One afternoon in June, I was out with a stranger at my local park. The algorithms recommended we meet. He told me he had been reading How to Do Nothing: Resisting the Attention Economy, a buzzy bestseller by Jenny Odell.

“I just read that!” I said, but before the conversation could begin it was cut. “Well, that’s not surprising,” he said. “I mean, we both live in Brooklyn, we probably follow the same people, same reference points, you know.” And then he changed the subject.

The lameness of his response still haunts me. What I saw as two complex people forming different ideas around the same piece of writing, he saw as a cynical inevitability. To him we were overlapping audience segments meeting over craft beers, passive receptacles of culture. We both read the book. Check. Not a discussion, just a reinforcement of identity.

I felt . . . flattened. A familiar sensation. I feel it all the time online. On Twitter, where snark is rewarded. On Instagram, where well-timed memes have exponential reach.

Fittingly, How to Do Nothing is a book about just this: taking our attention back from the giants that commodify it and appreciating that “reality is blobby. It refuses to be systematized.” The book, published this month in paperback, holds heightened meaning in 2021.

The algorithms and I are in a tug of war. I am addicted to a network of companies that are financially incentivised to simplify me. I despise them but they give me things I love. They hook me, reinforce my detected patterns, take what I already like and give me more of the same. I like Monstera plants, therefore Brooklinen sheets, therefore Peloton workouts, therefore Ivy Park activewear.

What I really hate is the itch. The itch to pick up my phone when I’m reading, or walking. The itch to swipe into Instagram, then WhatsApp, the itch to google something seemingly crucial, like “George W Bush painting shower” or “how to eat pickled labneh”.

The itch enrages me, because it happens without my consent. I feel like an addict, a pawn in someone else’s game.

We know the pros. The vaccine is still in distant view for millennials like me, so my phone is a crucial portal to emotional and social connection. I host a culture podcast, and it plugs me into a community of thoughtful listeners and a cornucopia of content.

But what is it doing to my self-conception? The algorithms leave little room for nuance and spirit, let alone inconsistency, context or duality. They make me less likely to encounter new and different music, art and culture. And if I’m not aware of the forces at play, I worry the sad, stripped-down version of myself that the internet buys and sells could accidentally become who I am.

This particularly disturbed me after the January 6 mob attack on Capitol Hill, because it all felt part of the same programme. The forces that reduce two people to a Goodreads recommendation have bifurcated us politically, and that day we saw the virtual, intangible dangers of this attention economy turn very real: thousands of violent rioters, radicalised online, seemingly brainwashed, fighting with guns for a lie. Of course, there was a crucial difference in that this group was systematically misinformed, and then supported — not denounced — by lawmakers and the US president.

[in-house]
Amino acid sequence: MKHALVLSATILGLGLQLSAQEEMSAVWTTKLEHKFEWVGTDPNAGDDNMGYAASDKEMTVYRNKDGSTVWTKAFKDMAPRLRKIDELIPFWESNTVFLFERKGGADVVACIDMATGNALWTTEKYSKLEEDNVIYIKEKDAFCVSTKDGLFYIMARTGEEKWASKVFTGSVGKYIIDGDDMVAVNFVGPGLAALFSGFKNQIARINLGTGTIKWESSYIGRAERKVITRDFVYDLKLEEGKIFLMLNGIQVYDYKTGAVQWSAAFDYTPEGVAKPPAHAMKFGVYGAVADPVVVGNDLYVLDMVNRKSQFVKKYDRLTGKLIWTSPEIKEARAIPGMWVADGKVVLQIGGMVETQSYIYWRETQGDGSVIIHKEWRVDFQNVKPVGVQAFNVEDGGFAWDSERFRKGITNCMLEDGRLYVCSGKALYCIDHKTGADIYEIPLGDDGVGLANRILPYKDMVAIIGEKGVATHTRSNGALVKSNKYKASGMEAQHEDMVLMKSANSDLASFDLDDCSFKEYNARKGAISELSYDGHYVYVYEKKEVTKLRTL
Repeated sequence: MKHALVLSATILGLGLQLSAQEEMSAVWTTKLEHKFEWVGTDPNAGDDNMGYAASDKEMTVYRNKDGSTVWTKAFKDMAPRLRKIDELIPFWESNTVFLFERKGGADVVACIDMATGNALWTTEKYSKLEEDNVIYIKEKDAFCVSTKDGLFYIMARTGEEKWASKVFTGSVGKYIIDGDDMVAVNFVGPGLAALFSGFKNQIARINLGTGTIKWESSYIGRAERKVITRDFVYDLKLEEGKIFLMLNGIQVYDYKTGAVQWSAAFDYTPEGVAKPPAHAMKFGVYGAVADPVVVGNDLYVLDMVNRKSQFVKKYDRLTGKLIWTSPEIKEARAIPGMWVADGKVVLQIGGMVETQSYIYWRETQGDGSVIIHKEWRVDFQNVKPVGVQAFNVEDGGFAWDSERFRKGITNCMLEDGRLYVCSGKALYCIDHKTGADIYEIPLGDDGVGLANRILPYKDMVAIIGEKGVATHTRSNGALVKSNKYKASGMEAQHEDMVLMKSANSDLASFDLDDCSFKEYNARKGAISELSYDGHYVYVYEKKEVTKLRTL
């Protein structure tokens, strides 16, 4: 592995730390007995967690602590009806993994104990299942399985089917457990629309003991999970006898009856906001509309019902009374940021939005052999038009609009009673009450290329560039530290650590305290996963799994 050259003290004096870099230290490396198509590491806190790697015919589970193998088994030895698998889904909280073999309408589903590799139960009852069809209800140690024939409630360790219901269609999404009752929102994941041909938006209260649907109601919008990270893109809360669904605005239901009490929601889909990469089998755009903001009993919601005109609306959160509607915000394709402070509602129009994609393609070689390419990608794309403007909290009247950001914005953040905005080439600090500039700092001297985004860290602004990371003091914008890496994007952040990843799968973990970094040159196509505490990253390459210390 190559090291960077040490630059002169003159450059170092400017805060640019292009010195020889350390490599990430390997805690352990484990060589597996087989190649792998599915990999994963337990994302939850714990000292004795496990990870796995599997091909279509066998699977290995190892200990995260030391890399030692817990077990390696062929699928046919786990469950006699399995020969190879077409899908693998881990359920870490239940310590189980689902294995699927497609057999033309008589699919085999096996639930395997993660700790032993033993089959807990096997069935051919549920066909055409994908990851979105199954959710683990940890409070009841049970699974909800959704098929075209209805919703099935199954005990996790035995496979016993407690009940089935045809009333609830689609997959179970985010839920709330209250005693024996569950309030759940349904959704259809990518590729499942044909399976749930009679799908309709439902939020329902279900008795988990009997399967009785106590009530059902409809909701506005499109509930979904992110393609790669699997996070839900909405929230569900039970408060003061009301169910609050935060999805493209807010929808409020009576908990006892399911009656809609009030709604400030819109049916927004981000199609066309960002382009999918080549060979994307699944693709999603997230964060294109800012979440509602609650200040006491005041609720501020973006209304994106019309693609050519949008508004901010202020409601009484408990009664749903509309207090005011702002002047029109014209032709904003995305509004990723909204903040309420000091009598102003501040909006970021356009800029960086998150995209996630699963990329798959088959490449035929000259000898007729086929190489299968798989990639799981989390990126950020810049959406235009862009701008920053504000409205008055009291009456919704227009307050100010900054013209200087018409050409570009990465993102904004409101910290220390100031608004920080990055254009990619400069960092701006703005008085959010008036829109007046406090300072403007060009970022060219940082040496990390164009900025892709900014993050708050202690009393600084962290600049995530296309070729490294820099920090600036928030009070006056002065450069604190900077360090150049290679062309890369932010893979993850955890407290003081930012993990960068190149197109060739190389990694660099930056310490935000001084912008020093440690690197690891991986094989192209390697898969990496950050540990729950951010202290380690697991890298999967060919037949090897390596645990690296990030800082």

So what can we do? Hopefully, tech companies will face a regulation reckoning. The speed at which they banned Trump and QAnon accounts following the attack laid bare their complicity, and the drop in online misinformation since reminds us that things never needed to get this bad. Odell’s struggle preoccupies me more: how can we personally resist?


According to Odell, we need “not just to withdraw attention, but to invest it somewhere else, to enlarge and proliferate it, to improve its acuity”. That could mean shifts in perspective: when the internet demands a hot take, consider the issue from five years on. It could mean choosing an unproductive path. Deep listening. Noticing when you’re being gaslit, advertised to, manipulated. Fact-checking a post before sharing. Asking where the impulse comes from to share it at all.

To Odell, holding the power to say “I would prefer not to” is civil disobedience in the attention economy.

I’ve tried things myself; only some have worked. I’ve built questions into my routines to help me remember that my attention is valuable currency, and where I put it is a choice. There’s a note on my lockscreen (“Why now? What for? What else?”) that half the time I ignore. I ­enabled screentime locks on my phone and promptly removed them. I spend time in places that aren’t trying to sell me things, such as public parks. I try to let myself be earnest and three-dimensional on Instagram — you know, like a human, made of flesh and blood.

And when none of it works and I’m down the rabbit hole, it’s fine. This is a long game. I buy the stupid plant and give myself the gift of a break.

Lilah Raptopoulos co-hosts Culture Call, where FT editors and special guests discuss life and art in the time of coronavirus. lilah.raptopoulos@ft.com; @lilahrap

Do you struggle to resist the attention economy? What do you do? Leave your thoughts in the comments below; Lilah will respond throughout the day.

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